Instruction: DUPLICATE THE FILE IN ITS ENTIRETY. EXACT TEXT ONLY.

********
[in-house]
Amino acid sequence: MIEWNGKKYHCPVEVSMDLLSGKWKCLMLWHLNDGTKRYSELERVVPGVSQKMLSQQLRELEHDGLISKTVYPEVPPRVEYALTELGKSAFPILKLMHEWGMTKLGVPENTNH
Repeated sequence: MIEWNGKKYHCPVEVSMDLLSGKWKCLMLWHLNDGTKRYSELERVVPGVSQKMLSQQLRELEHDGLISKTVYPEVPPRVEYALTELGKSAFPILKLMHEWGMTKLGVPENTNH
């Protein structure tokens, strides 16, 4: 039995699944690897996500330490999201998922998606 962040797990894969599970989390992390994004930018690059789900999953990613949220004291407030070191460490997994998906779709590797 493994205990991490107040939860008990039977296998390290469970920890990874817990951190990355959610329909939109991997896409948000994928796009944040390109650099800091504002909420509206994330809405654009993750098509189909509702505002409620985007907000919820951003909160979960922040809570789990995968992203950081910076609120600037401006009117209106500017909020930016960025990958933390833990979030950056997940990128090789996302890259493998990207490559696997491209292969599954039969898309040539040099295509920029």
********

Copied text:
[in-house]
Amino acid sequence: MIEWNGKKYHCPVEVSMDLLSGKWKCLMLWHLNDGTKRYSELERVVPGVSQKMLSQQLRELEHDGLISKTVYPEVPPRVEYALTELGKSAFPILKLMHEWGMTKLGVPENTNH
Repeated sequence: MIEWNGKKYHCPVEVSMDLLSGKWKCLMLWHLNDGTKRYSELERVVPGVSQKMLSQQLRELEHDGLISKTVYPEVPPRVEYALTELGKSAFPILKLMHEWGMTKLGVPENTNH
């Protein structure tokens, strides 16, 4: 039995699944690897996500330490999201998922998606 962040797990894969599970989390992390994004930018690059789900999953990613949220004291407030070191460490997994998906779709590797 493994205990991490107040939860008990039977296998390290469970920890990874817990951190990355959610329909939109991997896409948000994928796009944040390109650099800091504002909420509206994330809405654009993750098509189909509702505002409620985007907000919820951003909160979960922040809570789990995968992203950081910076609120600037401006009117209106500017909020930016960025990958933390833990979030950056997940990128090789996302890259493998990207490559696997491209292969599954039969898309040539040099295509920029």